The fall of the great modern American family myth in Sam Shepard's "Buried Child", "A Lie of the Mind", "Fool for Love", and "True West"




Shields, Lynn Walker

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he purpose of this study is to examine Sam Shepard's pejorative treatment within his plays of the modern American family myth that portrays the existence of a stable, mutually interdependent family unit. This study defines the family myth, both literally and symbolically, and focuses on the myth as it appears in four of Shepard's plays: Buried Child, A Lie of the Mind, Fool for Love, and True West. Within each play, Shepard's uses of theme, characterization, structure, imagery, and symbolism are interpreted as they pertain to the playwright's view of familial relationships. Portions of Shepard's biography are also considered in order to establish his viewpoint concerning the American family. This study suggests that there is a contradiction between the familial themes in Sam Shepard's plays and the idealistic dogma of the modern American family myth as fostered by conventional sociological philosophies. Shepard's plays demonstrate that the Modern American family myth fails to reward its followers.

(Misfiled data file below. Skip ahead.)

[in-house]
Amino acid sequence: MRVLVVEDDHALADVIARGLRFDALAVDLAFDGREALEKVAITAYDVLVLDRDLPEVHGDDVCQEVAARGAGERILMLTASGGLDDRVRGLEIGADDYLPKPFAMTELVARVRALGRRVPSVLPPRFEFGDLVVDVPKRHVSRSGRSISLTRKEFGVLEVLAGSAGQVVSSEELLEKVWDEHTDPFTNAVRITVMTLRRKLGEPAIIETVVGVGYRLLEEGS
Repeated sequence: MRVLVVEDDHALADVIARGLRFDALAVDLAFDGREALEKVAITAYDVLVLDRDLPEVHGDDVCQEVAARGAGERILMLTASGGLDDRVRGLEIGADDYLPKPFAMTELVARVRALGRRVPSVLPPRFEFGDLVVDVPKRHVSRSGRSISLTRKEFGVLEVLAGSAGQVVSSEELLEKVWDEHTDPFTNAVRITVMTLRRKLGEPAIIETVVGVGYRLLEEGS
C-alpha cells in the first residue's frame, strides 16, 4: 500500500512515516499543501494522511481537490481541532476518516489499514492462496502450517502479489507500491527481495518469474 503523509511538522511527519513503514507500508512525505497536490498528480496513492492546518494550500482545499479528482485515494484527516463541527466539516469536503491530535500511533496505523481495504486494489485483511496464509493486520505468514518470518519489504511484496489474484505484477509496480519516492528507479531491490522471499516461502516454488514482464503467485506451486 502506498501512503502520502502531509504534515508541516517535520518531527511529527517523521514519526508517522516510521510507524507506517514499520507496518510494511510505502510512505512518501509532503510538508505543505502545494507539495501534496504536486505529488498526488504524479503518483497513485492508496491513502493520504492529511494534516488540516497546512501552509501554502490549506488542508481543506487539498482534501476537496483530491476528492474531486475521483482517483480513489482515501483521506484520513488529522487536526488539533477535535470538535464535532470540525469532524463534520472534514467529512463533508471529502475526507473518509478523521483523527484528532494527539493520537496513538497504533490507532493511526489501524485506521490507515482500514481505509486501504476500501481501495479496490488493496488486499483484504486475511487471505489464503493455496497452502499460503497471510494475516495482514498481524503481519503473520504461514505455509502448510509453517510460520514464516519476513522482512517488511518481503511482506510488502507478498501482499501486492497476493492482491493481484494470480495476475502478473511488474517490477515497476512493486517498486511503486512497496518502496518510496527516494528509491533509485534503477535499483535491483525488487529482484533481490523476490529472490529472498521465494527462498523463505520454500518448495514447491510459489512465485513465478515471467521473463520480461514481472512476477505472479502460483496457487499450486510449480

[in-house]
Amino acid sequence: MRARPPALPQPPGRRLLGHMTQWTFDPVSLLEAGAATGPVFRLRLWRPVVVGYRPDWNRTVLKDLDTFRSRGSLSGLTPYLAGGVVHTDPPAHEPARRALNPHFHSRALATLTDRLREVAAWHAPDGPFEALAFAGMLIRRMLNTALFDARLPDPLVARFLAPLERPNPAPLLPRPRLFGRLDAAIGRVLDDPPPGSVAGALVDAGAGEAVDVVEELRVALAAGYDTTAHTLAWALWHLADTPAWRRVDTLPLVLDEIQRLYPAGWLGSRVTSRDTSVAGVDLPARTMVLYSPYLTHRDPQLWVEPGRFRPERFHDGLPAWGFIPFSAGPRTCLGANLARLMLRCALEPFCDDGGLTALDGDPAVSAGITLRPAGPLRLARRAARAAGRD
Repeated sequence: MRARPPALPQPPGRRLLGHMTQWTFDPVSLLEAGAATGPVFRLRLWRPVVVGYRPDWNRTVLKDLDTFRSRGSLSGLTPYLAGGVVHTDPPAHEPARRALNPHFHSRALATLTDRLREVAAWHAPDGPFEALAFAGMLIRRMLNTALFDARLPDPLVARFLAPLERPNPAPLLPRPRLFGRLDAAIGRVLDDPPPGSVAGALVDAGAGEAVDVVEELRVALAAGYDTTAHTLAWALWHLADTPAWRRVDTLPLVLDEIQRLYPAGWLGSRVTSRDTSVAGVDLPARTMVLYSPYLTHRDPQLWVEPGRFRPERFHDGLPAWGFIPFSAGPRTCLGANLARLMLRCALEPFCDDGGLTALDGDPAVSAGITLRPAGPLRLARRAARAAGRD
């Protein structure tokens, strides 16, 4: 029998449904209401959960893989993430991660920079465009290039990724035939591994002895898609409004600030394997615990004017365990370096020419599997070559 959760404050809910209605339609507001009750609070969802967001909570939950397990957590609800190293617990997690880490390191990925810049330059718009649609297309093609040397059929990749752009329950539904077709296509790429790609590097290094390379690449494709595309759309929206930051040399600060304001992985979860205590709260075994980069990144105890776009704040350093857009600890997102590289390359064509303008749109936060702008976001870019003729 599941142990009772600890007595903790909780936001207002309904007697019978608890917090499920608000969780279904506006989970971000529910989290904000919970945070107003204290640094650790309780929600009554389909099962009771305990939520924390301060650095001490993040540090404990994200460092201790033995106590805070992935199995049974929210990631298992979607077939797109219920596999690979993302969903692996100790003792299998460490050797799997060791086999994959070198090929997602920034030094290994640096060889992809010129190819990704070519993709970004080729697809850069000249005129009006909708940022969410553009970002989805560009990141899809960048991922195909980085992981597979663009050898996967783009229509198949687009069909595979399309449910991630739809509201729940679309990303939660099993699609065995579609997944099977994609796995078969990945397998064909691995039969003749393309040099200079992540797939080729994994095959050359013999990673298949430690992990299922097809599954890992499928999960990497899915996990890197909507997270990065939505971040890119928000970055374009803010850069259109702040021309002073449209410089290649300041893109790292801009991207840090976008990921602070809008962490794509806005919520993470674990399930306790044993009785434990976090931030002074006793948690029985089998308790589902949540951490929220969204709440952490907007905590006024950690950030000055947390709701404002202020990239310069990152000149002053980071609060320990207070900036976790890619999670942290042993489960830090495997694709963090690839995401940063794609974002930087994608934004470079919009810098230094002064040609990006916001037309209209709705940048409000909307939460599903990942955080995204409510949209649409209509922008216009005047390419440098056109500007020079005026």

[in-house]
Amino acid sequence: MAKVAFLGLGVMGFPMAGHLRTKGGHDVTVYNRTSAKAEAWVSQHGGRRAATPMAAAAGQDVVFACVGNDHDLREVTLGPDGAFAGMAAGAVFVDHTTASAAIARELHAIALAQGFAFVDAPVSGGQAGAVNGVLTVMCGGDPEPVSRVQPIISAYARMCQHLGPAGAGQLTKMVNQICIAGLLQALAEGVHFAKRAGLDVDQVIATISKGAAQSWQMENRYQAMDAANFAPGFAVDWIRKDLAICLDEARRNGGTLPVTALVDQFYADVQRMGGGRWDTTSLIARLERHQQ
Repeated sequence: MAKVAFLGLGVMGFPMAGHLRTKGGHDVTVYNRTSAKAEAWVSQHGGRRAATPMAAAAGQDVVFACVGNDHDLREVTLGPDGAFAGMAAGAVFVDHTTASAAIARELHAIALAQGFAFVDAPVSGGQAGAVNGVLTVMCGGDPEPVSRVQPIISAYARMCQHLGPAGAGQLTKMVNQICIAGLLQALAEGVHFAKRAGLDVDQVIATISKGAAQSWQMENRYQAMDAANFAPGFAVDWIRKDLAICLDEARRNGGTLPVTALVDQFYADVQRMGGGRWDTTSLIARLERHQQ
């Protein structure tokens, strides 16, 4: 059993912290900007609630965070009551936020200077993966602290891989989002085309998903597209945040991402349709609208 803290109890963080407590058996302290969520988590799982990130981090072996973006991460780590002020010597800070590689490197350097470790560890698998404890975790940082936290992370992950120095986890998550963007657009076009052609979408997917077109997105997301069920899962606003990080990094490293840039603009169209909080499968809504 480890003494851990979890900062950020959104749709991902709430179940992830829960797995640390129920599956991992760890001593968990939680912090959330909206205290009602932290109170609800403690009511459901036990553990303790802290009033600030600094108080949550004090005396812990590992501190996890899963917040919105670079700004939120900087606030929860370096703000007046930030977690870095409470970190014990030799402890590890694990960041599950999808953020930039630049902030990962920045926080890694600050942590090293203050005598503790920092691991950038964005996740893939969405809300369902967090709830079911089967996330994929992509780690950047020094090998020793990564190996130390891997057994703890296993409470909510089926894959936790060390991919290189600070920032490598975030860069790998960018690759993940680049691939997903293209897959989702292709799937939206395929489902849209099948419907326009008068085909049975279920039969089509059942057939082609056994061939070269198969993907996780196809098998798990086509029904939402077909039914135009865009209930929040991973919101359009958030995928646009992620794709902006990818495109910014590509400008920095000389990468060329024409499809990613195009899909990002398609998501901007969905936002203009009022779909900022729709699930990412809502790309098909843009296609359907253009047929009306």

american literature, literature, theater